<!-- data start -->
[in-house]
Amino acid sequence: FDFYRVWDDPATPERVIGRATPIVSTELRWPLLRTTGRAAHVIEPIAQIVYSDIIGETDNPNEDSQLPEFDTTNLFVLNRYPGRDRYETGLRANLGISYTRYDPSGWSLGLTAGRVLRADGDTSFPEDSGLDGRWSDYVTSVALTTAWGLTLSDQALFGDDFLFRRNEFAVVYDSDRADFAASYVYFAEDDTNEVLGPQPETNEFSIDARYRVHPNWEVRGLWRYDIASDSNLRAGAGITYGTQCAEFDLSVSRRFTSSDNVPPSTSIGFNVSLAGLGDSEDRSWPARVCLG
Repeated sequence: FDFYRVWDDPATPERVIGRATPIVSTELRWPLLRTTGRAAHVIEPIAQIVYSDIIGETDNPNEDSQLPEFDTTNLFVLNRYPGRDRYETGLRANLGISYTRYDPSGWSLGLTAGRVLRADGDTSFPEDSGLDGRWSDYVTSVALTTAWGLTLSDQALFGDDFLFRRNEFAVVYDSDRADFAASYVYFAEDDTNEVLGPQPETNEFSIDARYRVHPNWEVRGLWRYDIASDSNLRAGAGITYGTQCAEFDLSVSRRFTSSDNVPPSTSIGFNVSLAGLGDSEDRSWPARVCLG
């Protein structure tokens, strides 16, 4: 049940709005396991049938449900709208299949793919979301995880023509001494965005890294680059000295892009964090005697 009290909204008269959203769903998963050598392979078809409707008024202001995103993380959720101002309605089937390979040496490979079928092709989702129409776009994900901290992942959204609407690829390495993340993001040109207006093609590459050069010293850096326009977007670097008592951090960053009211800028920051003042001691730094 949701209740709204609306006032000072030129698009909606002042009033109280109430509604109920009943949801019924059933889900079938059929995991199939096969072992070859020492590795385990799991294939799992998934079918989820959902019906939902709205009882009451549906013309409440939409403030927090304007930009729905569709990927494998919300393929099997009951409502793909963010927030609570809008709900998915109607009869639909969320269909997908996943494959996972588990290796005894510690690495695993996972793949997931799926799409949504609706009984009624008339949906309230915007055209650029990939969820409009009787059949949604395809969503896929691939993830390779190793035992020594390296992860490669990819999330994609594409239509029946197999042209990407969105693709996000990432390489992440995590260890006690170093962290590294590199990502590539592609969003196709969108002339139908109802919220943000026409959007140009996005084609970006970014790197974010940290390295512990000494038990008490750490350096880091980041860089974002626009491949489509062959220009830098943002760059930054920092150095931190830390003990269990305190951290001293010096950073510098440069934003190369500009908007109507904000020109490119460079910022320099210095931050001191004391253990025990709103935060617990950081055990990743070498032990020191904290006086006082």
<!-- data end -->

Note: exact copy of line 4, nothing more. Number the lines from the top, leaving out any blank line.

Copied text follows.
């Protein structure tokens, strides 16, 4: 049940709005396991049938449900709208299949793919979301995880023509001494965005890294680059000295892009964090005697 009290909204008269959203769903998963050598392979078809409707008024202001995103993380959720101002309605089937390979040496490979079928092709989702129409776009994900901290992942959204609407690829390495993340993001040109207006093609590459050069010293850096326009977007670097008592951090960053009211800028920051003042001691730094 949701209740709204609306006032000072030129698009909606002042009033109280109430509604109920009943949801019924059933889900079938059929995991199939096969072992070859020492590795385990799991294939799992998934079918989820959902019906939902709205009882009451549906013309409440939409403030927090304007930009729905569709990927494998919300393929099997009951409502793909963010927030609570809008709900998915109607009869639909969320269909997908996943494959996972588990290796005894510690690495695993996972793949997931799926799409949504609706009984009624008339949906309230915007055209650029990939969820409009009787059949949604395809969503896929691939993830390779190793035992020594390296992860490669990819999330994609594409239509029946197999042209990407969105693709996000990432390489992440995590260890006690170093962290590294590199990502590539592609969003196709969108002339139908109802919220943000026409959007140009996005084609970006970014790197974010940290390295512990000494038990008490750490350096880091980041860089974002626009491949489509062959220009830098943002760059930054920092150095931190830390003990269990305190951290001293010096950073510098440069934003190369500009908007109507904000020109490119460079910022320099210095931050001191004391253990025990709103935060617990950081055990990743070498032990020191904290006086006082």